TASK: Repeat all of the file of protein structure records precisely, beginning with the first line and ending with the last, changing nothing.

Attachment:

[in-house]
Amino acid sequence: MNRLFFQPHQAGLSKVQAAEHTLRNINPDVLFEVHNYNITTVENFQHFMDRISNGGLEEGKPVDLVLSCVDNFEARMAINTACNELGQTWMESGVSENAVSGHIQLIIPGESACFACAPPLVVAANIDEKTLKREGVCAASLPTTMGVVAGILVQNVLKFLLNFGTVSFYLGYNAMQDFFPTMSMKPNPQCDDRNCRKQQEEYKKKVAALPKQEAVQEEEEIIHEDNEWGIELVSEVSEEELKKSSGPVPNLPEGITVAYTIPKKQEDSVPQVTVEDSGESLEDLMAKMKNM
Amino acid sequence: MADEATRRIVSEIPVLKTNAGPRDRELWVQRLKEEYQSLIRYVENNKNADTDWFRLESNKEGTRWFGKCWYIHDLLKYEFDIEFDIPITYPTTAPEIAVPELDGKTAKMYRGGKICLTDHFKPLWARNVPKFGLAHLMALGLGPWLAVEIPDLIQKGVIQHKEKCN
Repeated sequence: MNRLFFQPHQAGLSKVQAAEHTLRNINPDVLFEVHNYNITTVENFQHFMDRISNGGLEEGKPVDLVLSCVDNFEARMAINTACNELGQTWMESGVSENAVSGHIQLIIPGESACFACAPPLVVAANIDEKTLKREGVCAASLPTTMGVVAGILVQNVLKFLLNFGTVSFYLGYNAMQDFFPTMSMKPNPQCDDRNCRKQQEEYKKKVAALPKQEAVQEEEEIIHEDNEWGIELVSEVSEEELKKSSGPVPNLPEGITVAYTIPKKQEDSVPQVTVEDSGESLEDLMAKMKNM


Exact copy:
[in-house]
Amino acid sequence: MNRLFFQPHQAGLSKVQAAEHTLRNINPDVLFEVHNYNITTVENFQHFMDRISNGGLEEGKPVDLVLSCVDNFEARMAINTACNELGQTWMESGVSENAVSGHIQLIIPGESACFACAPPLVVAANIDEKTLKREGVCAASLPTTMGVVAGILVQNVLKFLLNFGTVSFYLGYNAMQDFFPTMSMKPNPQCDDRNCRKQQEEYKKKVAALPKQEAVQEEEEIIHEDNEWGIELVSEVSEEELKKSSGPVPNLPEGITVAYTIPKKQEDSVPQVTVEDSGESLEDLMAKMKNM
Amino acid sequence: MADEATRRIVSEIPVLKTNAGPRDRELWVQRLKEEYQSLIRYVENNKNADTDWFRLESNKEGTRWFGKCWYIHDLLKYEFDIEFDIPITYPTTAPEIAVPELDGKTAKMYRGGKICLTDHFKPLWARNVPKFGLAHLMALGLGPWLAVEIPDLIQKGVIQHKEKCN
Repeated sequence: MNRLFFQPHQAGLSKVQAAEHTLRNINPDVLFEVHNYNITTVENFQHFMDRISNGGLEEGKPVDLVLSCVDNFEARMAINTACNELGQTWMESGVSENAVSGHIQLIIPGESACFACAPPLVVAANIDEKTLKREGVCAASLPTTMGVVAGILVQNVLKFLLNFGTVSFYLGYNAMQDFFPTMSMKPNPQCDDRNCRKQQEEYKKKVAALPKQEAVQEEEEIIHEDNEWGIELVSEVSEEELKKSSGPVPNLPEGITVAYTIPKKQEDSVPQVTVEDSGESLEDLMAKMKNM